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Researcher to speak on youth social media use, mental health in Hamilton

Ravalli Republic - 3/2/2024

Mar. 2—A University of Wisconsin-Madison pediatric research scientist will discuss her studies of the mental health effects of social media on youth during a community presentation at 7 p.m. on Tuesday, March 19.

The presentation will take place in the Hamilton High School Performing Arts Center, 327 Fairgrounds Road.

The talk by Chelsea J. Olson, Ph.D., titled "What We Know about Social Media Use and Youth Mental Health," is part of a free outreach program sponsored by Rocky Mountain Laboratories (RML). The hour-long presentation is intended for a general audience and will include a brief time for questions.

At UW-Madison, Dr. Olson is a member of the Social Media and Adolescent Health Research Team (SMAHRT), under Dr. Megan Moreno. As part of SMAHRT, Dr. Olson has assisted with several projects that have used a variety of research methods — such as survey questionnaires, content analyses and interviews — to investigate how adolescents and young adults use social media and how that use is associated with health behaviors. More specifically, she has investigated how positive experiences, for example seeking information about relationships, and negative experiences, for example cyberbullying and cyberstalking, occur on social media among adolescents and young adults and how those associations affect health behaviors and outcomes.

Along with discussing current research about the relationship between social media use and youth mental health, Dr. Olson said she plans to share some benefits and risks of social media use, and she will share some tips and resources for navigating social media and promoting good mental health in youth.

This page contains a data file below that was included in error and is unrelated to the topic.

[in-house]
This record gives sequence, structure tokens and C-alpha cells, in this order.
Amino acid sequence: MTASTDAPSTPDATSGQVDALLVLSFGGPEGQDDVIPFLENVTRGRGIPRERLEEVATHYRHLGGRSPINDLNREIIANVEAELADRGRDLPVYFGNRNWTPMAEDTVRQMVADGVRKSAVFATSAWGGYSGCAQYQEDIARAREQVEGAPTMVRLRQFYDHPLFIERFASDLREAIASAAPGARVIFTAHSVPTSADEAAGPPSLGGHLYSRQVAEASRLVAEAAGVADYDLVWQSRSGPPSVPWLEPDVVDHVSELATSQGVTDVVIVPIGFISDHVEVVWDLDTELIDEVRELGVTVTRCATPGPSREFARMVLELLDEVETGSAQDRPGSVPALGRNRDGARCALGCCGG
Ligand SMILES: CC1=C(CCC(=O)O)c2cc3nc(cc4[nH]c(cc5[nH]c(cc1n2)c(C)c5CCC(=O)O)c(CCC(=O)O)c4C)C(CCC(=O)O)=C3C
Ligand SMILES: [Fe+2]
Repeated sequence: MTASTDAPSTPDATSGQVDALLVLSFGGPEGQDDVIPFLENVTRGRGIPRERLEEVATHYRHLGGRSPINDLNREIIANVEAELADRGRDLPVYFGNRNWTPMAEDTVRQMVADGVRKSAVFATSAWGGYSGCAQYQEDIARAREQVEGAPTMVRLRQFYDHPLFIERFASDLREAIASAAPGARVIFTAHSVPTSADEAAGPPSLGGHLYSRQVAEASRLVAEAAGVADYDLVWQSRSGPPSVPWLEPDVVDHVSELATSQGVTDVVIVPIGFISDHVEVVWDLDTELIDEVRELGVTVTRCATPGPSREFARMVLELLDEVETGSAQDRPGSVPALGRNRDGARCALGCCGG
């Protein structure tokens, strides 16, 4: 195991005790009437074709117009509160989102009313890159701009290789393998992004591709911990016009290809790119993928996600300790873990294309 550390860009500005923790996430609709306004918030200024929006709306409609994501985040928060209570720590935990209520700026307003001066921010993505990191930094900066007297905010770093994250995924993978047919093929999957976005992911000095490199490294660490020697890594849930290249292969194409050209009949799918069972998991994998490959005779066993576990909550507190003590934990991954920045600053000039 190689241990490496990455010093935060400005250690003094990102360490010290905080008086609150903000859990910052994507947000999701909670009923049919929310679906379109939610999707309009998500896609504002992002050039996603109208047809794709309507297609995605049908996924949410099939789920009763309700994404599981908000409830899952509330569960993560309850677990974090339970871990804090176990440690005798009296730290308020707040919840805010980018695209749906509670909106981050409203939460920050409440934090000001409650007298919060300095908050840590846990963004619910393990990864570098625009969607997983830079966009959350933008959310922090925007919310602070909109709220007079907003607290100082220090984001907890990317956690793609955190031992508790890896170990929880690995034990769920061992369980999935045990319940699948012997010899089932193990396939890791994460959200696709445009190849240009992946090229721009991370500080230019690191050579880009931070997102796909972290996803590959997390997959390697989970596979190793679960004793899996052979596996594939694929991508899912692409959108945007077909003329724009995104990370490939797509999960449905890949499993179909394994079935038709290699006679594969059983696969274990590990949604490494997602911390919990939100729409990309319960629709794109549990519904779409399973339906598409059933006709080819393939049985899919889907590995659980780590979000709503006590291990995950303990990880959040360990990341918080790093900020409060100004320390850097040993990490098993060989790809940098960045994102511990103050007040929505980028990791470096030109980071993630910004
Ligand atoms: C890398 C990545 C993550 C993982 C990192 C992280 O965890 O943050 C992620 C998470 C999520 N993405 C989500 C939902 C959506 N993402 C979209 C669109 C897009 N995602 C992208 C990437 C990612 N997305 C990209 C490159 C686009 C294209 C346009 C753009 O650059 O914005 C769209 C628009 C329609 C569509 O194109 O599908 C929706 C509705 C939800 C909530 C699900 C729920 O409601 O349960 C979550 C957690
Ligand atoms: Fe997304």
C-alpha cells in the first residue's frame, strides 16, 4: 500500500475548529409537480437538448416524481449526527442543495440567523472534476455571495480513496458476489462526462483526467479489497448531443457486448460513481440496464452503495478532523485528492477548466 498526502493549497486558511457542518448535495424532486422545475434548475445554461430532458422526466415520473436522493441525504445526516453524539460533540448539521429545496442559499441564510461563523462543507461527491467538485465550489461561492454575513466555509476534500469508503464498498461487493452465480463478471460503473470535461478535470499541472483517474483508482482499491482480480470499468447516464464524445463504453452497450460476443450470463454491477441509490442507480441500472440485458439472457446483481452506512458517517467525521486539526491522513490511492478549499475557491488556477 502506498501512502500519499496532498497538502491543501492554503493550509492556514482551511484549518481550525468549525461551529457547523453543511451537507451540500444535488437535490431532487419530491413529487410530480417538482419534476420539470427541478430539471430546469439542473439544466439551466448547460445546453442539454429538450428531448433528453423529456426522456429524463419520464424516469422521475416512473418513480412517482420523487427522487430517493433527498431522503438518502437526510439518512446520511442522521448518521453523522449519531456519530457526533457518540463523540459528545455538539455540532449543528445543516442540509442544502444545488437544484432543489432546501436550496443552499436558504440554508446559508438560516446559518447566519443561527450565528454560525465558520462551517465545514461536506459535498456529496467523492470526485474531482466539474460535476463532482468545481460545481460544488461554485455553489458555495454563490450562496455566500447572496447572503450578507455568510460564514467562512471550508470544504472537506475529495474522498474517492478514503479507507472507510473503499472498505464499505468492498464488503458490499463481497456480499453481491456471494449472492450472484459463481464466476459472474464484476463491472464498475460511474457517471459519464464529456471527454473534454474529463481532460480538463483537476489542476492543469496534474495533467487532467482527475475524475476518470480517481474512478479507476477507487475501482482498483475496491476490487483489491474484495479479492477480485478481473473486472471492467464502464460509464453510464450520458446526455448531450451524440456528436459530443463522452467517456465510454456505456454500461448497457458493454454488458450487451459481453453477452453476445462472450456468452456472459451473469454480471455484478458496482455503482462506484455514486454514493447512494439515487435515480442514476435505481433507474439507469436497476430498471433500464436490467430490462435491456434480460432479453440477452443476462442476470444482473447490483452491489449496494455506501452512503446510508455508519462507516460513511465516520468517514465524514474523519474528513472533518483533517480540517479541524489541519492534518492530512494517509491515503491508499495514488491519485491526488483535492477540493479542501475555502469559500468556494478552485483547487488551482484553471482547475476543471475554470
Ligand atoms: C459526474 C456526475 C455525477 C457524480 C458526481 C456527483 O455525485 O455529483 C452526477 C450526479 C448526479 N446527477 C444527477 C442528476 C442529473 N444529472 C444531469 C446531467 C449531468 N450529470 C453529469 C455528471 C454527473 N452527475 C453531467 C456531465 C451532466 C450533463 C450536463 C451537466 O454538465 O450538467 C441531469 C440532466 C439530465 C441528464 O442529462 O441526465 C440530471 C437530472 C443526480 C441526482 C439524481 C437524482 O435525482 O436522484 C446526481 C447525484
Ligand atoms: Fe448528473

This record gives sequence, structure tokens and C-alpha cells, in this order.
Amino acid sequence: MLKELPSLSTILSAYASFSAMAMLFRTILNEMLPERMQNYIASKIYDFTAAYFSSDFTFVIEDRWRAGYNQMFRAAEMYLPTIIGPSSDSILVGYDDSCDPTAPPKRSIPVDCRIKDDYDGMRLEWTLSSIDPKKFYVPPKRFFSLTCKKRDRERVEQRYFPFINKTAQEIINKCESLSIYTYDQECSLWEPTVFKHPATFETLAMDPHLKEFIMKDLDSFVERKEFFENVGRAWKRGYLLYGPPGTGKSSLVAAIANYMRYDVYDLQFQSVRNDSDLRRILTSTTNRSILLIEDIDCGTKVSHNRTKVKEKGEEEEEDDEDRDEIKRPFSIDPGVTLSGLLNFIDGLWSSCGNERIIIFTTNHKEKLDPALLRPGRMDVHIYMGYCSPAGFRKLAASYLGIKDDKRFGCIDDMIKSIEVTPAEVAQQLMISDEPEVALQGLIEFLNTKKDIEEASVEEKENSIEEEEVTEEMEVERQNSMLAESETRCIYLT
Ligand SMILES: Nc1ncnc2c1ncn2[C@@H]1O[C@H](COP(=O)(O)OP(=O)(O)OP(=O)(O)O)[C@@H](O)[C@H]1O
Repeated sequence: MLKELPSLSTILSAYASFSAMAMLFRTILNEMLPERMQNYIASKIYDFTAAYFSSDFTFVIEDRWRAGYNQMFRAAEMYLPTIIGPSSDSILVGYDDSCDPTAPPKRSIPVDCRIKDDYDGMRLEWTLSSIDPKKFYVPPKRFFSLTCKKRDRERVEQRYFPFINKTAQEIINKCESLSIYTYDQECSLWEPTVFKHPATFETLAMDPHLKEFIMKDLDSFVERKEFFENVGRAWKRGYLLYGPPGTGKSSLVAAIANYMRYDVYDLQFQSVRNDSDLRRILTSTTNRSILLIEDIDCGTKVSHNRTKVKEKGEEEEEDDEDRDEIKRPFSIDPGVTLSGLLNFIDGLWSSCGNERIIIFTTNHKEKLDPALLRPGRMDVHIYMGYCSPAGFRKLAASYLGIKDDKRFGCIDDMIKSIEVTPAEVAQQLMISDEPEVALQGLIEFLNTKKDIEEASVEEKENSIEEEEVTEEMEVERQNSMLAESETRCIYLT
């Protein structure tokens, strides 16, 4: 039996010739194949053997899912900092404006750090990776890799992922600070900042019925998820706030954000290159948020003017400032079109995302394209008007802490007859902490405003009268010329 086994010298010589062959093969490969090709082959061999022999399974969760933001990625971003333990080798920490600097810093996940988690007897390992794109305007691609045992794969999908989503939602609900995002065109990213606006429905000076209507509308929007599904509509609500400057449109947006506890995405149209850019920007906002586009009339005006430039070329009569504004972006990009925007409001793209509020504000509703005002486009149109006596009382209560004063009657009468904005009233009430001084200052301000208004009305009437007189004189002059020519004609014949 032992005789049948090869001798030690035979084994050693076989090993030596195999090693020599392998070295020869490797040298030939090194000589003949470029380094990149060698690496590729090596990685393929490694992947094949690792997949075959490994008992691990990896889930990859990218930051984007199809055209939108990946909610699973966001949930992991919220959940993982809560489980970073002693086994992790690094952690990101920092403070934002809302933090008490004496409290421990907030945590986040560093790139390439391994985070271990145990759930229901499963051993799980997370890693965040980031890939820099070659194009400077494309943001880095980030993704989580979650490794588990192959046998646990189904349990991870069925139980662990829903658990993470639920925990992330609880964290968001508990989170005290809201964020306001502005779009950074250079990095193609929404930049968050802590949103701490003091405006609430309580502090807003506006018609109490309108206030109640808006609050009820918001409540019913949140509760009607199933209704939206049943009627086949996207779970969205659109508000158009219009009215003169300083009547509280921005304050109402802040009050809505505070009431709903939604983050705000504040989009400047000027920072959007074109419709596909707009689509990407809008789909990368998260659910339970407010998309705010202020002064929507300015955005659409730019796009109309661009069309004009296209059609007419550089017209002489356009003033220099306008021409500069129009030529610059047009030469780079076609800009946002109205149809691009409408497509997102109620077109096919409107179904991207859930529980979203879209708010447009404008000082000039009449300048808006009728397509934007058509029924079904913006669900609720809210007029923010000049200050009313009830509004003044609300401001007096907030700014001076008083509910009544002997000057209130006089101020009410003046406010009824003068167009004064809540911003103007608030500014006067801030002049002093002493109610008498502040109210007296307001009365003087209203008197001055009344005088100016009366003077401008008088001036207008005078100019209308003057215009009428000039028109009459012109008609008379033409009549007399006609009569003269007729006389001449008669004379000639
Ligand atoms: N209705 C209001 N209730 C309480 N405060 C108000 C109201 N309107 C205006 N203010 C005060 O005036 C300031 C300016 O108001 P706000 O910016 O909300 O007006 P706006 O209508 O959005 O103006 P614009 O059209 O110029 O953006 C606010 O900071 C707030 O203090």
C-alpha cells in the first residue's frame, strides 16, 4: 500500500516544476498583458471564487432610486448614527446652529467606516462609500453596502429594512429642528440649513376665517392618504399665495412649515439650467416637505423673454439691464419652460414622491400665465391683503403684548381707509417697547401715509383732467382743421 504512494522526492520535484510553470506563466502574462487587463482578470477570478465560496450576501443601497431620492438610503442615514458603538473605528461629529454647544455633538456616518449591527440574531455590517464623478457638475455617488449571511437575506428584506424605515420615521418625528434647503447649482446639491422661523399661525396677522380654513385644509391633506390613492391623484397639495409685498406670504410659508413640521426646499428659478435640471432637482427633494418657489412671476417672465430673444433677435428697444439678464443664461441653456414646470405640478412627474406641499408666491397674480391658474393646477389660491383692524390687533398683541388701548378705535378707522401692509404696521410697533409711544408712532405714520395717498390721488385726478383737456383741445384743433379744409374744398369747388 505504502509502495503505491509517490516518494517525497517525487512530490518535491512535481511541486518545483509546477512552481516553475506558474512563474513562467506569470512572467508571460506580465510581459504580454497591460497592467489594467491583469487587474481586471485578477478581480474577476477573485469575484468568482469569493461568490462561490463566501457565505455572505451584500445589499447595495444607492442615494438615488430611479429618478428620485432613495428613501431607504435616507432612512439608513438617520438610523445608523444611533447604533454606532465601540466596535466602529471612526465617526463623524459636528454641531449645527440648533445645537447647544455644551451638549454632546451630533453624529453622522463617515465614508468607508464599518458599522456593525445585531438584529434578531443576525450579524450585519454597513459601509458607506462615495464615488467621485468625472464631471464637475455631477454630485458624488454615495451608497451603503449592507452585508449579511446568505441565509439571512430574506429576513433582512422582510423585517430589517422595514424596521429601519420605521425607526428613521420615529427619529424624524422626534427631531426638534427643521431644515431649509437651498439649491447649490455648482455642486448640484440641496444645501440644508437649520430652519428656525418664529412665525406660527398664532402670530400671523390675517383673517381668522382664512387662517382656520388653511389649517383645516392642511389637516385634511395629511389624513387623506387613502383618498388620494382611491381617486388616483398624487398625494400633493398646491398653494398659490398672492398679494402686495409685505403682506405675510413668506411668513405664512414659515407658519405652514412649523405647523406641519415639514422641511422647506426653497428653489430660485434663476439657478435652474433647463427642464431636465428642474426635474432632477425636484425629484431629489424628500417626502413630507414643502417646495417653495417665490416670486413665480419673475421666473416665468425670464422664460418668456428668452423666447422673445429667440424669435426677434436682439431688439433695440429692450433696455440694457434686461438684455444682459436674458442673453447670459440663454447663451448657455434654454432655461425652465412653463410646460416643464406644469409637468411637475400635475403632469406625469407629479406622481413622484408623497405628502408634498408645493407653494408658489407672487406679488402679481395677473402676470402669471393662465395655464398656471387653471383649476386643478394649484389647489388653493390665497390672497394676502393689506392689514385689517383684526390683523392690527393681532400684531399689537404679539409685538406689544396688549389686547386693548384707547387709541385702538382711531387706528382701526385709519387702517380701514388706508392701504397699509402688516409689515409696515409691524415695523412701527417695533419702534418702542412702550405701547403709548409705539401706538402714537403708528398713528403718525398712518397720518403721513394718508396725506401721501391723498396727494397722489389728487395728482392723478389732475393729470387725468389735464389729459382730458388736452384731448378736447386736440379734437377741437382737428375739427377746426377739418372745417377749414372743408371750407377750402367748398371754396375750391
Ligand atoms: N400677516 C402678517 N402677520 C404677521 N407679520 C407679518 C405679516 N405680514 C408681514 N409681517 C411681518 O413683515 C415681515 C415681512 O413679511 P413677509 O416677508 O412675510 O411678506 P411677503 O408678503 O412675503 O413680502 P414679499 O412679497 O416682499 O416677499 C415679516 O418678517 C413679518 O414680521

"I've always been fascinated with youth development and the changes and contexts that make the adolescent stage of life unique," she said. "For example, the development of peer relationships, including friendships and romantic relationships, was very interesting to me."

Dr. Olson said the evolution of social media has enhanced her interest in youth development because so much of youth social media involves interacting with peers. Adding a mental health component to the mix makes the research field even more intriguing for her.

"Mental health is essential to an individual's overall well-being, and it is essential that positive mental health begins early," she said. "These few interests of mine led me to research how both positive and negative experiences with peers on social media impact mental health and well-being."

Dr. Olson received her Ph.D. and master's degree in educational psychology (with a focus on human development) from UW-Madison. Along with her youth research, Dr. Olson has taught a broad range of educational psychology courses at UW and has studied cyber victimization among college students and adults.

RML began offering community mental health presentations in 2019 following the suicide of the son of one of its scientists, RML lead microscopist Beth Fischer explained.

"Dr. Kimmo Virtaneva and his wife, Monica, chose to use their son Mika's death to encourage people to talk about mental health, the latest research, and helpful resources," she said. "The series, Mental Illness Knowledge Awareness, or M.I.K.A., was created to raise awareness and destigmatize conversations on mental health related topics."

RML is part of the National Institute of Allergy and Infectious Diseases. NIAID conducts and supports research — at the National Institutes of Health, throughout the United States, and worldwide — to study the causes of infectious and immune-mediated diseases, and to develop better means of preventing, diagnosing and treating these illnesses. News releases, fact sheets and other NIAID-related materials are available on the NIAID website.


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